Donovan Roberts Witmer '97
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I got hooked on Ernest Hemingway after reading The Sun Also Rises in college. Published in 1926, this novel is an exploration of the American literary expatriate culture that existed in Europe after World War I. Hemingway captures the aimless lifestyle of the members of this disillusioned “Lost Generation” who have cast aside traditional values and drift in a seemingly plotless but gripping novel that begins in Paris and culminates at a bullfight in Spain. The central character, Jake Barnes, is an American journalist who has sustained a crippling wartime injury. Through Jake’s eyes, we are introduced to his motley crew of expatriate friends.
We tag along, observing
this lot’s café- and bar-hopping, philandering,
and vacationing. These are anti-heroes, driven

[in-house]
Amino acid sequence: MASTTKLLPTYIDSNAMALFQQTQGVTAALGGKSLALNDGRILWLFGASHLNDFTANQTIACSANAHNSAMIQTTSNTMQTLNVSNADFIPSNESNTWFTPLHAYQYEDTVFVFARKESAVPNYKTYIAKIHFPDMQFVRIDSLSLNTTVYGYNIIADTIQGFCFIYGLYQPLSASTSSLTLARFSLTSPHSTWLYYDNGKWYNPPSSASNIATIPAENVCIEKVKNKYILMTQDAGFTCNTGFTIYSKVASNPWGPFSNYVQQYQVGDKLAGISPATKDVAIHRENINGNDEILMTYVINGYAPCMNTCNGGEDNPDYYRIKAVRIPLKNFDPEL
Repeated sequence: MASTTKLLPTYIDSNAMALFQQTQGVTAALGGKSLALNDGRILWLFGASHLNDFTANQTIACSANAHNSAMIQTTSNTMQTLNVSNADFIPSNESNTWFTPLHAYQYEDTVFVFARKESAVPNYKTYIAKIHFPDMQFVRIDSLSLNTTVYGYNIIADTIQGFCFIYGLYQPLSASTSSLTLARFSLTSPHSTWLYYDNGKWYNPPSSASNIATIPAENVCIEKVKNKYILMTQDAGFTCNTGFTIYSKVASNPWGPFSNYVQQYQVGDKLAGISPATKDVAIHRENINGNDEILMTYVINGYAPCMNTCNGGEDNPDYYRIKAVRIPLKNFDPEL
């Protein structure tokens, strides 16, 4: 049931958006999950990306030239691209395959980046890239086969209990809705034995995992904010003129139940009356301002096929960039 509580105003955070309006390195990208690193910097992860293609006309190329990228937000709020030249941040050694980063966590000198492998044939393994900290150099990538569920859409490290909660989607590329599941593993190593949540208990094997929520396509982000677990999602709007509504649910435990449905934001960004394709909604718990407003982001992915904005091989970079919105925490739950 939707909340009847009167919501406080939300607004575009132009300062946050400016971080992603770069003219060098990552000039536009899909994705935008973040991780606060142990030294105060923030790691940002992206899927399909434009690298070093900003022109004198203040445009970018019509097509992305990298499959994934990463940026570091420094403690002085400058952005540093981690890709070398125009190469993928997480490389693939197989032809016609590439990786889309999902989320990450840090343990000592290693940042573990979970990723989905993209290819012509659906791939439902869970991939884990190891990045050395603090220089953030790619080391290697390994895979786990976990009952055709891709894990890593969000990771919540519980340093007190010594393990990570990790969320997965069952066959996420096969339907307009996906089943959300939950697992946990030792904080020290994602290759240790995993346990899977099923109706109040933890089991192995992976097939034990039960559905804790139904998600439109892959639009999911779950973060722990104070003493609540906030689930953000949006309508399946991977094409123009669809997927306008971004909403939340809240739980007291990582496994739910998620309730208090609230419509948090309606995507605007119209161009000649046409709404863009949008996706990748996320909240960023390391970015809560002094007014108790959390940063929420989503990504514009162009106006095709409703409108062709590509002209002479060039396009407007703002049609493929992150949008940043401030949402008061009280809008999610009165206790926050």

by boredom and hopelessness.
What attracted me to Hemingway as a young adult was his fearless and succinct writing style. Hemingway refuses to whitewash the text and refrains from moralizing, forcing us to come face-to-face with reality. We have to read between the lines of his lean
sentences and crisp dialogue. While some criticized the author for his
novel’s vulgarity (keep in mind that
it was written during Prohibition), Hemingway was not condoning or
glorifying the behavior of the Lost Generation. He simply held up a magnifying glass to these ghosts of war who were seeking hedonistic pleasures in order to buffer their despair.
Early on in the novel, Hemingway draws a comparison between Jake and the biblical Jacob. In the same way that this Old Testament figure wrestled with an angel of God, the Lost Generation was struggling to make sense of their post-war lives. The Sun Also Rises raises timeless questions concerning how we are supposed to live. Where does our faith lie when our ideals have been shattered, our innocence has been eradicated, and forces beyond our control leave us powerless? Such questions are as poignant today as they were in the Roaring Twenties.